In re Curry, No. 12-26201; U.S. Bankruptcy Court (DNJ); opinion by Winfield, U.S.B.J.; filed May 21, 2013. DDS 42-6-xxxx [10 pp.]

Beverly Curry owns real property in Morristown as a tenant in common with her sister. In 2010, the Morristown tax collector conducted a tax sale to collect unpaid taxes and sewer charges on the property. Delores Portis was the successful bidder and acquired a tax-sale certificate. She paid all tax and sewer charges for the property in 2010, 2011 and through June 2012.

Curry filed a voluntary Chapter 13 petition in June 2012.

Portis filed a secured proof of claim in the Chapter 13 case, citing unpaid delinquent taxes as a basis for the claim.

The debtor’s amended Chapter 13 plan proposes to pay the claim at an interest rate of 4.25 percent (comprised of 3.25 percent prime rate plus 1 percent). Portis objects to the amended plan, arguing that she is the holder of a "tax claim" under § 511 of the bankruptcy code and that an interest rate of 18 percent applies to her claim.

Held: The purchaser of a tax-sale certificate holds a "tax claim" pursuant to § 511 of the bankruptcy code and is entitled to the interest rate on that claim as provided under applicable nonbankruptcy law, but Portis’ proof of claim must be amended to reflect an interest rate of 0 percent on the certificate and she may not include the premium she paid to the tax collector as part of the proof of claim.

Section 511 was enacted as part of the Bankruptcy Abuse Prevention and Consumer Protection Act of 2005. It provides that if the code requires the payment of interest on a tax claim or on an administrative expense tax, or the payment of interest to enable a creditor to receive the present value of the allowed amount of a tax claim, the interest rate shall be determined under applicable nonbankruptcy law.

Unfortunately, the code does not define "tax claim" in either § 511 or in § 101. Although it is clear that a governmental unit seeking payment of unpaid taxes is entitled to an interest rate determined under nonbankruptcy law, it is not clear if a third-party creditor who pays the debtor’s taxes continues to hold a "tax claim."

The court says there is divergent authority in the District of New Jersey as to whether the purchaser of a tax-sale certificate holds a "tax claim" under § 511. It says In re Kopec, 473 B.R. 597 (Bankr. D.N.J. 2012), is persuasive. It holds that a third party’s purchase of a tax-sale certificate does not satisfy or extinguish the municipality’s tax claim. The only change is the party to whom the taxes are owed.

In so concluding, the court gives significant weight to the fact that in requiring that the interest payable on a tax be calculated at a rate determined by nonbankruptcy law, Congress conferred this benefit on "creditors" rather than solely governmental units. Both "creditor" and "governmental unit" are defined in the code and Congress is presumed to know those definition. Its use of the more expansive "creditor" strongly suggests that it intended that a tax claim could be held by a third party.

The court also looks to the New Jersey tax sale law. It says that while there is no explicit language in any section of that law that assigns the tax debt and lien to a certificate purchaser, it cannot discern how a lien continues to exist if the underlying debt has been satisfied. It notes that New Jersey courts construing the tax sale law have determined that the taxing authority’s lien interest is conveyed to the purchaser of a tax-sale certificate. As the purpose of a lien is to secure payment of a debt, logically the debt owed to the taxing authority is conveyed as well.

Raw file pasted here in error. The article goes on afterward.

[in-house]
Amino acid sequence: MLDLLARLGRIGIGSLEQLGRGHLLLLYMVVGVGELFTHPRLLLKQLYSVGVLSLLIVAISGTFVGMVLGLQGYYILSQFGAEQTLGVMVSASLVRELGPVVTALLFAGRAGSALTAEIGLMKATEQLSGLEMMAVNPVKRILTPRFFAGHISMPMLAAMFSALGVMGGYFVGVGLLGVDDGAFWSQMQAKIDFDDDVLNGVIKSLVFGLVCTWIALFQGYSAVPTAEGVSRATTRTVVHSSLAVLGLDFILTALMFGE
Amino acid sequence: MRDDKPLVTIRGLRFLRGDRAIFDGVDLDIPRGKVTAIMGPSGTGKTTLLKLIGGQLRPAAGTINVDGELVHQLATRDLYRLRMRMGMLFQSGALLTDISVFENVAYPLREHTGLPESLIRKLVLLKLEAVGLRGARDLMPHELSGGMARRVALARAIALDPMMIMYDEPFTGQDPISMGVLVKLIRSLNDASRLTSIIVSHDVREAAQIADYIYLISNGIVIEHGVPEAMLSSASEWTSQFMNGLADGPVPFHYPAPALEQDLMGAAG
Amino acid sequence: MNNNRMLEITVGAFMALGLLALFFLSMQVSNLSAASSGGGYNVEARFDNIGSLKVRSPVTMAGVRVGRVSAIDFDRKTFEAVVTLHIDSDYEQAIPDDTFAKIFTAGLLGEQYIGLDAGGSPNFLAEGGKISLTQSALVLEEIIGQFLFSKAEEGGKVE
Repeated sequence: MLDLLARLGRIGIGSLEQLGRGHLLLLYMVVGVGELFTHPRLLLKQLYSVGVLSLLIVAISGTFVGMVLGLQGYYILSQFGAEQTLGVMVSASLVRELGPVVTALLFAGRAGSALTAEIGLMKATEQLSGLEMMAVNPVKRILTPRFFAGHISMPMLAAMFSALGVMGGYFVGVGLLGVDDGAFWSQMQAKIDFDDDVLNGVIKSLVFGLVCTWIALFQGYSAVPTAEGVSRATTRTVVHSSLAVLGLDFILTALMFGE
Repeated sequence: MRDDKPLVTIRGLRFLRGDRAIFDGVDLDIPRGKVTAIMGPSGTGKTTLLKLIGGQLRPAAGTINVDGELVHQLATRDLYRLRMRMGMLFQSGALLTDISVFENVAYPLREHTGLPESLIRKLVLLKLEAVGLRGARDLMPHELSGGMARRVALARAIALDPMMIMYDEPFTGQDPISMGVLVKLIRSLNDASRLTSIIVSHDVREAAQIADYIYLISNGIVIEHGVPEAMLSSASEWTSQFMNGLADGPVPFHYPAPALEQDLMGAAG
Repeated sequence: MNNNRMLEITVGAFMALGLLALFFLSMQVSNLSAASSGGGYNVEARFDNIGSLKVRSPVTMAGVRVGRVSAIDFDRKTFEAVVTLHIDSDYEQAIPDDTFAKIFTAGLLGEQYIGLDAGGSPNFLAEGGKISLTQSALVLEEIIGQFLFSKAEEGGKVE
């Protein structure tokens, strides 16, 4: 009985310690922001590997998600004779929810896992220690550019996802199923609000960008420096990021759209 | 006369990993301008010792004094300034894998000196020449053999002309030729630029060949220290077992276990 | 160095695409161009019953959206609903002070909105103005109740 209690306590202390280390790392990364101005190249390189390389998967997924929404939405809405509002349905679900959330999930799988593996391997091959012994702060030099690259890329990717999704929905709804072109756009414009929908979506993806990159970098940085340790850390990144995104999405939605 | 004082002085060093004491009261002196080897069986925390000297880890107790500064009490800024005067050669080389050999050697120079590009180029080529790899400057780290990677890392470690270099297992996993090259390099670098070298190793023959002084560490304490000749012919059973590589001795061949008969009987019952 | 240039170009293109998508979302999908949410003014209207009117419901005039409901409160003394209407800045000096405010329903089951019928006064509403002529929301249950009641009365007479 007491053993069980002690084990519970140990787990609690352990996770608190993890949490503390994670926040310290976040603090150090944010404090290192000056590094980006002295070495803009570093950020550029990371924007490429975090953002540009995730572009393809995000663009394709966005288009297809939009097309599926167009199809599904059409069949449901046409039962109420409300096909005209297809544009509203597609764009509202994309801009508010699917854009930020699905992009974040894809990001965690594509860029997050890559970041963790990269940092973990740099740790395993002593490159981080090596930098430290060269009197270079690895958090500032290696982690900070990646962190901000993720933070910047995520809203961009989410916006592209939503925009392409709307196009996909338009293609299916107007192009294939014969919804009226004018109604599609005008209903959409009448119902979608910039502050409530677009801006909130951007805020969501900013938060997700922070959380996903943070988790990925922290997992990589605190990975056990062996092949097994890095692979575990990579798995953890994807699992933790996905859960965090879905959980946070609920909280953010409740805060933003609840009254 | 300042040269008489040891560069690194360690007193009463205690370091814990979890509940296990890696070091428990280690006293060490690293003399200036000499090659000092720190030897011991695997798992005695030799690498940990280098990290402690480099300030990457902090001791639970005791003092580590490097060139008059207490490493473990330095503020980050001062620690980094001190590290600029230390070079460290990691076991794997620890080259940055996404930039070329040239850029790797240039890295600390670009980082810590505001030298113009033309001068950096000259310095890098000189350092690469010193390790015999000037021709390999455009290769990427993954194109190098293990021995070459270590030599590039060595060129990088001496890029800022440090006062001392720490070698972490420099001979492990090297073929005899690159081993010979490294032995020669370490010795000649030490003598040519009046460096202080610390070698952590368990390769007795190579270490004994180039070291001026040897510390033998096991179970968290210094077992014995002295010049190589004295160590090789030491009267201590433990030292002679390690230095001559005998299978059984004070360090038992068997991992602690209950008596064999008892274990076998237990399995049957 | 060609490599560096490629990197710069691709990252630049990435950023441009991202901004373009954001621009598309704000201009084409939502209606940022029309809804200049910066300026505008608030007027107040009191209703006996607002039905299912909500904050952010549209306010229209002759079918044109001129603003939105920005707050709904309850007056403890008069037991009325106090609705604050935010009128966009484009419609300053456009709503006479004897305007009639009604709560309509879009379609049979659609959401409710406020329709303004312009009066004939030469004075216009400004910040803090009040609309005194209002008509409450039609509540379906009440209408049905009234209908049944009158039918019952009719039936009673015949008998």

The court says this conclusion is also supported by the underlying purpose of the statute and the provisions by which its purpose is met — the collection of taxes. The collection may occur through redemption or foreclosure of a tax certificate by a municipality or a third party, but every step in the process is guided by the purpose of tax collection. N.J.S.A. 54:4-67(c) provides another strong indicator that a holder of a certificate holds a tax claim cognizable under § 511.

Accordingly, the court concludes that Portis holds a tax claim under § 511.

As to Portis’ claim that she is entitled to the tax statute’s default interest rate of 18 percent on the tax-sale certificate, the court says this position is not consistent with the applicable statute. The certificate explicitly provides that the sale is subject to redemption on repayment of the amount of sale, together with interest at the rate of 0.00 percent per annum from the date of sale, plus costs permitted by statute. This statement comports with N.J.S.A. 54:5-58. Accordingly, the proof of claim must be amended to reflect an interest rate of 0 percent on the certificate.

Because Portis is the holder of a "tax claim," the amount of interest to be charged must be determined by applicable nonbankruptcy law. N.J.S.A. 54:4-67 provides that the rate cannot exceed 8 percent on the first $1,500 and an 18 percent statutory interest rate applies to delinquencies in excess of the first $1,500. These are the rates Portis may apply to her claim regarding subsequent tax and sewer payments.

Also, Portis may not include the $6,800 premium she paid to the tax collector as part of the proof of claim since, under 54:5-33, reimbursement of a premium must be obtained from the tax collector. The statute does not make return of the premium an obligation of the property owner.

For Curry — Marc P. Feldman. Dolores Portis appeared pro se.